Extensive research has now documented that the breakdown of couple relationships has deleterious effects on the psychological and physical health of the couple, as well as on their children. Children suffer not only from the upheavals of the divorce process but from the impact of turbulent, conflicted marriages. Although divorce has apparently reached a plateau, couples that divorce today do so at an earlier age, with an anticipated 45 per cent of British marriages in 2005—perhaps more now—expected to end in divorce. As fewer couples marry, much relationship breakdown remains unreported.

The right honourable Iain Duncan Smith, in his comments earlier this week as part of National Marriage Week, estimated that the costs of relationship breakdown could be somewhere between £20 billion and £40 billion—rather more than the 1995 estimates of only £5 billion—in health consequences, the impact on children and lost working income. As the noble Baroness, Lady Tyler, alluded to, while the Government have committed support to relationships, they have allocated only £7.5 million per year for marriage support.

I am also very concerned about the lack of financial support for marriage, especially since results from the 2007 adult psychiatric morbidity survey showed that the second most important predictor of mental illness was family debt. A recent international tax comparison by the charity CARE highlighted the fact that among OECD countries Britain is relatively unusual in failing to recognise marriage in the tax system. This has unfortunate effects, including the tax burden on one-earner married couples with two children, who have an average wage a third greater than the OECD average. There is clearly a need for the Government to fulfil their promise to recognise marriage in the tax system. I refer noble Lords to page 30 of the coalition agreement.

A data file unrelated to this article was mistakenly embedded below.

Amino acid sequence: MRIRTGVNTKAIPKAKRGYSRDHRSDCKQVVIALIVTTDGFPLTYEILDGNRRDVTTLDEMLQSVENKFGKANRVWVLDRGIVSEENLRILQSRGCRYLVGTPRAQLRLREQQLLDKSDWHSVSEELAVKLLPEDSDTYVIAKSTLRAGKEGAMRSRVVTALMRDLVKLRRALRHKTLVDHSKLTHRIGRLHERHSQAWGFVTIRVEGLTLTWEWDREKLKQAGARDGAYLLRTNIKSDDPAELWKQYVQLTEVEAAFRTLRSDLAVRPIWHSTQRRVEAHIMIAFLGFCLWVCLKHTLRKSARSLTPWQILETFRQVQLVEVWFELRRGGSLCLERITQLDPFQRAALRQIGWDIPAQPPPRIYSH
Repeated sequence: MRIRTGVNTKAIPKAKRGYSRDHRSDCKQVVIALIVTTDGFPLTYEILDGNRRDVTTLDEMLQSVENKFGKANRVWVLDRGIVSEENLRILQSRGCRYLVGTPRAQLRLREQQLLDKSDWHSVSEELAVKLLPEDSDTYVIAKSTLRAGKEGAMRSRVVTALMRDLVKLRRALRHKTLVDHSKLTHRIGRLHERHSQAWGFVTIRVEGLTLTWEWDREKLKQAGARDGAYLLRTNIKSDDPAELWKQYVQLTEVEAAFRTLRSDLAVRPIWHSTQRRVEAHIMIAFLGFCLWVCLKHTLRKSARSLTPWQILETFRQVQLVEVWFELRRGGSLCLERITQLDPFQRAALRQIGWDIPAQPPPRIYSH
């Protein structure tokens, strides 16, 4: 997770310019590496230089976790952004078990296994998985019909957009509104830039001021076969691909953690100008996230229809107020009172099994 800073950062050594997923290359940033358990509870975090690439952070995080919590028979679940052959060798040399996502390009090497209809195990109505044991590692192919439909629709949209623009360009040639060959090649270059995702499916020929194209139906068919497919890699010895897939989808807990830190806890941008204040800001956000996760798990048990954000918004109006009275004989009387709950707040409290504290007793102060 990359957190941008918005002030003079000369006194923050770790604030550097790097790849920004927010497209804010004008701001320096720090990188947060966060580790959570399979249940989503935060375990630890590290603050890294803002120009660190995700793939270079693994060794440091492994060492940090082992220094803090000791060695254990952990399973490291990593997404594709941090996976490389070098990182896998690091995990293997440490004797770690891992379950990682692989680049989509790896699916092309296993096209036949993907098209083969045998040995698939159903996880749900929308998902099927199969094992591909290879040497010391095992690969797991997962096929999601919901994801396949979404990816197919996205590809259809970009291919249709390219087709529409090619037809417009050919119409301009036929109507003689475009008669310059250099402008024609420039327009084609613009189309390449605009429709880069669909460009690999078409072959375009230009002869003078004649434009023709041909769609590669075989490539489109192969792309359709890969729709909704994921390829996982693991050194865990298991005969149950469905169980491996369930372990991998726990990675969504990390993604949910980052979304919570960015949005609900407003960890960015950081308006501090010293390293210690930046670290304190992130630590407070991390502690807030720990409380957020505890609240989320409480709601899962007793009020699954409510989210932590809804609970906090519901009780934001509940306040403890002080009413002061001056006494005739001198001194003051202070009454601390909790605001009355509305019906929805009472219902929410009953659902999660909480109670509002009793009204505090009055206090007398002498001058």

Although the consequences of relationship breakdown can be devastating, mental health professionals can now treat relationship breakdown, as well as contribute to its prevention through strengthening couple relationships. When breakdown occurs, mental health professionals can minimise the harm to children, adults and families. Vulnerable periods in the life cycle of a couple can be identified so that targeted interventions can be offered, as was suggested by me and others in the debate about early intervention and parent-infant relationships just last week.

There are also some vulnerable groups of couples in society. Perhaps surprisingly, young marriage and young parenthood are actively discouraged today, with young mothers feeling criticised by first-time mothers old enough to be their grandmothers, despite the biological advantage of young parenthood. They also increasingly have to begin married life without the advantages of support from their extended family.